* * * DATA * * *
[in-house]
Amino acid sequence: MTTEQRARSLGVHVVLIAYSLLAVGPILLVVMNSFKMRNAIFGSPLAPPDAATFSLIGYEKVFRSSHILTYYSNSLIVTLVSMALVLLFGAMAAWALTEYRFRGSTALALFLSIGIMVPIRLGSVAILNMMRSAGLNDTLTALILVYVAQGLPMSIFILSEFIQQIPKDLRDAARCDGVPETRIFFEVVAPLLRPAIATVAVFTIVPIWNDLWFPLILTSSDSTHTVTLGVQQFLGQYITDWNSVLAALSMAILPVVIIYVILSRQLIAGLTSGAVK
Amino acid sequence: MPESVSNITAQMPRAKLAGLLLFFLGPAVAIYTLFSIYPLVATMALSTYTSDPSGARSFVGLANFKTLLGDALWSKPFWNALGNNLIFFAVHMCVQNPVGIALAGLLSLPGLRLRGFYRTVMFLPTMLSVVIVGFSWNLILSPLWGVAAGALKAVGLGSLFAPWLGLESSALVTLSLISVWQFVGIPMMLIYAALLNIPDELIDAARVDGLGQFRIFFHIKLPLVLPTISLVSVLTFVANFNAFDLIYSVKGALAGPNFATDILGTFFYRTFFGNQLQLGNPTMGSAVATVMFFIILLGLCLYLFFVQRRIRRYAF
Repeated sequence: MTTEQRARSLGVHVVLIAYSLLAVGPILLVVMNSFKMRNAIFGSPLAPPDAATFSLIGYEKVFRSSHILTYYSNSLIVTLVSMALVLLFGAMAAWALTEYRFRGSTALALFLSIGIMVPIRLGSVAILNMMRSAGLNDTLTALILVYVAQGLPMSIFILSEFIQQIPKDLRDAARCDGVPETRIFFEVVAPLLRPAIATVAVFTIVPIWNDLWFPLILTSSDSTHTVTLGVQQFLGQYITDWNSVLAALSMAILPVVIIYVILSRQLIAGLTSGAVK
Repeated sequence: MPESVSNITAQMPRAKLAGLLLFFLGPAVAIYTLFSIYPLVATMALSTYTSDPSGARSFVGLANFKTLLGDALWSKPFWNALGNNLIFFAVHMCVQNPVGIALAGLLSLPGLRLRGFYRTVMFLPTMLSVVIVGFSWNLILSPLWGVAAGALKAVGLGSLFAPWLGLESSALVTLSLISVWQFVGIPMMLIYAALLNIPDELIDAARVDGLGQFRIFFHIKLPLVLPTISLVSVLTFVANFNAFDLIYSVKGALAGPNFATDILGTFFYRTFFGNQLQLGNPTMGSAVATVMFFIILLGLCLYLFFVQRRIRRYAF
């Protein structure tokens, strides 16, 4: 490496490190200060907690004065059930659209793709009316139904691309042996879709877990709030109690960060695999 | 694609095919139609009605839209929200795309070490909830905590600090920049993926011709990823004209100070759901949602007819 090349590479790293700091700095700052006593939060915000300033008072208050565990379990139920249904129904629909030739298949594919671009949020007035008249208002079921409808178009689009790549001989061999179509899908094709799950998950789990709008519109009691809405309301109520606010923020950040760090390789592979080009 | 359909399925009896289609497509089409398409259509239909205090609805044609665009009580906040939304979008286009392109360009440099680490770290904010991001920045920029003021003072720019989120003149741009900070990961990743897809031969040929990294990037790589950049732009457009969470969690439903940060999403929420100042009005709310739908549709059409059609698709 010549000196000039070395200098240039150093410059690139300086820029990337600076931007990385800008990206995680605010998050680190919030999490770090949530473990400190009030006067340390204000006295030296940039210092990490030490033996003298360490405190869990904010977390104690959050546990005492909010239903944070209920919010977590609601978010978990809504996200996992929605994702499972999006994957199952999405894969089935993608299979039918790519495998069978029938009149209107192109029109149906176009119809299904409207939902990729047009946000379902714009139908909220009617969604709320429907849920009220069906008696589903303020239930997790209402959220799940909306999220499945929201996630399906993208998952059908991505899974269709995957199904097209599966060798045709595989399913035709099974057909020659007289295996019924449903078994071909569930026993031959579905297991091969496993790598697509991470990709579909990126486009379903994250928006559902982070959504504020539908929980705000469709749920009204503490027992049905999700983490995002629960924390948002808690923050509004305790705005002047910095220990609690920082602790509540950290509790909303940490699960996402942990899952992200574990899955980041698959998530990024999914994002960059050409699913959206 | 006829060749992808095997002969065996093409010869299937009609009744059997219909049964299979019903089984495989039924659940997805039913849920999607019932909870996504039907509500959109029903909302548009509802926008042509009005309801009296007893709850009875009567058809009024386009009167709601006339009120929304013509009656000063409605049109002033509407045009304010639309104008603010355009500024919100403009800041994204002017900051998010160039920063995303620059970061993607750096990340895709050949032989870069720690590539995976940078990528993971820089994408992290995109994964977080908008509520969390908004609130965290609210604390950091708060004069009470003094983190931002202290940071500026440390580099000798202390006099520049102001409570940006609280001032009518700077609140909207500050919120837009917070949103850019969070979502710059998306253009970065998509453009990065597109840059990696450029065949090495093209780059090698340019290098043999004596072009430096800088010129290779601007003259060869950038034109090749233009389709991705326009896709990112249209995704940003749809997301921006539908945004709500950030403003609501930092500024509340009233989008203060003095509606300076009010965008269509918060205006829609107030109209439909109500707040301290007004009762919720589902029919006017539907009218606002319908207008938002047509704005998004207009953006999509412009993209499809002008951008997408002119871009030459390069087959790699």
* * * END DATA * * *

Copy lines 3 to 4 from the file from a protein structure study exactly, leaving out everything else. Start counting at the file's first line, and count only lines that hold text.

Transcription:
Amino acid sequence: MPESVSNITAQMPRAKLAGLLLFFLGPAVAIYTLFSIYPLVATMALSTYTSDPSGARSFVGLANFKTLLGDALWSKPFWNALGNNLIFFAVHMCVQNPVGIALAGLLSLPGLRLRGFYRTVMFLPTMLSVVIVGFSWNLILSPLWGVAAGALKAVGLGSLFAPWLGLESSALVTLSLISVWQFVGIPMMLIYAALLNIPDELIDAARVDGLGQFRIFFHIKLPLVLPTISLVSVLTFVANFNAFDLIYSVKGALAGPNFATDILGTFFYRTFFGNQLQLGNPTMGSAVATVMFFIILLGLCLYLFFVQRRIRRYAF
Repeated sequence: MTTEQRARSLGVHVVLIAYSLLAVGPILLVVMNSFKMRNAIFGSPLAPPDAATFSLIGYEKVFRSSHILTYYSNSLIVTLVSMALVLLFGAMAAWALTEYRFRGSTALALFLSIGIMVPIRLGSVAILNMMRSAGLNDTLTALILVYVAQGLPMSIFILSEFIQQIPKDLRDAARCDGVPETRIFFEVVAPLLRPAIATVAVFTIVPIWNDLWFPLILTSSDSTHTVTLGVQQFLGQYITDWNSVLAALSMAILPVVIIYVILSRQLIAGLTSGAVK